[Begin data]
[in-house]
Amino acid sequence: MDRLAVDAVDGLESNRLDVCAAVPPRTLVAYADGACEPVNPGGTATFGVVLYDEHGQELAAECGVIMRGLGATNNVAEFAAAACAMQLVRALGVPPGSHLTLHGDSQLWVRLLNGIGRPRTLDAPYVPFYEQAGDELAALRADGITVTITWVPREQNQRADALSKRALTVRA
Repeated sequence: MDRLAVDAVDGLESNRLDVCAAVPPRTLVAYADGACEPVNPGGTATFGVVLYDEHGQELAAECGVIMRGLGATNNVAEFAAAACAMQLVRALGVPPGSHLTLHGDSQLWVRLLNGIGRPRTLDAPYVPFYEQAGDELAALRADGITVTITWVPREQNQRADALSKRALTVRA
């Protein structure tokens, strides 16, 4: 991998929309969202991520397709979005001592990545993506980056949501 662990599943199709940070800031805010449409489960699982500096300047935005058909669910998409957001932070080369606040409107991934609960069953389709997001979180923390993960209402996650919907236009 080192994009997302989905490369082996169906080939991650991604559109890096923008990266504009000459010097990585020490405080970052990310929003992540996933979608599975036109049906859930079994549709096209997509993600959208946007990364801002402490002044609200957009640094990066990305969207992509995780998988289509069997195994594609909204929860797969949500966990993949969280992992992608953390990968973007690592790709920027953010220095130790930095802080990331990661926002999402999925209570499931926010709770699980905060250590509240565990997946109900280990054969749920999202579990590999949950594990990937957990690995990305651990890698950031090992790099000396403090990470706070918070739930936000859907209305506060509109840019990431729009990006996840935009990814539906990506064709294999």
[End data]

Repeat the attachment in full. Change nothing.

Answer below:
[in-house]
Amino acid sequence: MDRLAVDAVDGLESNRLDVCAAVPPRTLVAYADGACEPVNPGGTATFGVVLYDEHGQELAAECGVIMRGLGATNNVAEFAAAACAMQLVRALGVPPGSHLTLHGDSQLWVRLLNGIGRPRTLDAPYVPFYEQAGDELAALRADGITVTITWVPREQNQRADALSKRALTVRA
Repeated sequence: MDRLAVDAVDGLESNRLDVCAAVPPRTLVAYADGACEPVNPGGTATFGVVLYDEHGQELAAECGVIMRGLGATNNVAEFAAAACAMQLVRALGVPPGSHLTLHGDSQLWVRLLNGIGRPRTLDAPYVPFYEQAGDELAALRADGITVTITWVPREQNQRADALSKRALTVRA
């Protein structure tokens, strides 16, 4: 991998929309969202991520397709979005001592990545993506980056949501 662990599943199709940070800031805010449409489960699982500096300047935005058909669910998409957001932070080369606040409107991934609960069953389709997001979180923390993960209402996650919907236009 080192994009997302989905490369082996169906080939991650991604559109890096923008990266504009000459010097990585020490405080970052990310929003992540996933979608599975036109049906859930079994549709096209997509993600959208946007990364801002402490002044609200957009640094990066990305969207992509995780998988289509069997195994594609909204929860797969949500966990993949969280992992992608953390990968973007690592790709920027953010220095130790930095802080990331990661926002999402999925209570499931926010709770699980905060250590509240565990997946109900280990054969749920999202579990590999949950594990990937957990690995990305651990890698950031090992790099000396403090990470706070918070739930936000859907209305506060509109840019990431729009990006996840935009990814539906990506064709294999």